MAST3RBoost (Maturing the Production Standards of Ultraporous Structures for High Density Hydrogen Storage Bank Operating on Swinging Temperatures and Low Compression) is a European project that aims to, create an industry-ready solution for H2 storage at cryogenic storage temperature (~-180°C) under compression (100 bar) by developing a new generation of ultraporous storage materials (activated carbons/ACs and metal-organic frameworks/MOFs) for hydrogen-powered vehicles (road, rail, air and water transport).
The goal is to increase H2 uptake capacity by 30% and transfer laboratory-scale synthesis processes to industrial-scale manufacturing processes. This would bring significant advances to hydrogen storage capabilities and would be a major contribution to decarbonization.
With more than 1,000 million tons of CO2 emissions, the transport sector in Europe is already responsible for one third of climate-damaging CO2 emissions. Decarbonization of the mobility sector is therefore urgently needed, and fuel cell and hydrogen batteries (FCH) can make a decisive contribution to this as a drive solution, especially for larger vehicles such as trucks, buses, ships or trains. This is a not insignificant economic factor – experts estimate that the market in the European Union alone is worth 130 billion euros.
The current state of the art for hydrogen storage on board vehicles is based on the compression of H2 at 700 bar and is currently 25 grams of H2 per liter of storage volume. This is a very low figure, considering that the aim is to pack around 5 kg of H2 into a gasoline-equivalent tank (80 kg/90 l) in the future. Thus, the difficulties associated with efficient H2 storage lead to a very slow uptake of fuel cell electric vehicles (FCEVs). The goal of MAST3RBoost is to achieve at least 40 grams of H2 per liter. This is an important milestone that would help provide a real alternative to conventional climate-damaging internal combustion engines.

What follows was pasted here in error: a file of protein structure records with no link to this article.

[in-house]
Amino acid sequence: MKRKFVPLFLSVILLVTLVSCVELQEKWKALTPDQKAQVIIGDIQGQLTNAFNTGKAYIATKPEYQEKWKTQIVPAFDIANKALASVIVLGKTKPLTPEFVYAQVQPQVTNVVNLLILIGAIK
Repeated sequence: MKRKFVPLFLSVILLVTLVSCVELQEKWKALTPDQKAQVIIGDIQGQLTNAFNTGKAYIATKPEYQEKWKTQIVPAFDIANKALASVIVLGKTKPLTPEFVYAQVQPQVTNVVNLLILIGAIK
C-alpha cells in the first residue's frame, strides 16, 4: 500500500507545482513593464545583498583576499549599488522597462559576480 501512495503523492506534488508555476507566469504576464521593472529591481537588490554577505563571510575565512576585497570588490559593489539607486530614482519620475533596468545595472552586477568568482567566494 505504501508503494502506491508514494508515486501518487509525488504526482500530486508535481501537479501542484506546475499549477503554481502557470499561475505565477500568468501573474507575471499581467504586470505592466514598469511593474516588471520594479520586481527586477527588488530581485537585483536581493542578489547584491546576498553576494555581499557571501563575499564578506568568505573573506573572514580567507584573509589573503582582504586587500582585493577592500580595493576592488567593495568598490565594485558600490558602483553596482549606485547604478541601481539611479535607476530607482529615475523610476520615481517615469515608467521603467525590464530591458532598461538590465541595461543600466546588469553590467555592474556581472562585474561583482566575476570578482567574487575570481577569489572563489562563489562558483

Based on a new generation of ultra-porous materials such as activated carbon and high-density metal-organic framework compounds optimized by machine learning methods, the MAST3RBoost project aims to develop the world’s first adsorption-based demonstrator on a kg scale. In the sense of a circular economy approach, recycled raw materials in particular will be used. The focus of the research and development process is a life cycle analysis in order to minimize the overall environmental impact and to improve the economic performance of the hydrogen storage system already in the design phase.
In particular, AIT’s LKR Light Metal Competence Center Ranshofen is contributing its expertise in wire-arc additive manufacturing (WAAM).
Stephan Ucsnik, the AIT project manager, explains: “The demonstrator component, a new type of hydrogen tank, is to be manufactured at the LKR using WAAM. Special aluminum and magnesium alloys developed at the LKR will be used.”
The project, coordinated by Envirohemp, will run for four years and is based on thirteen partners from eight different countries: Envirohemp S.L. (Spain); Contactica S.L. (Spain); Agencia Estatal Consejo Superior de Investigaciones Científicas (Spain); CIDETEC Surface Engineering Institute (Spain); Spike Renewables SRL (Italy); EDAG Engineering Gmbh (Germany); Nanolayers OU (Estonia); LKR Leichtmetallkompetenzzentrum Ranshofen GmbH (Austria); University of Pretoria (South Africa); Council For Scientific And Industrial Research (South Africa); Stellantis (Portugal); TWI (UK); University of Nottingham (UK).
For more information about the AIT, please visit ait.ac.at.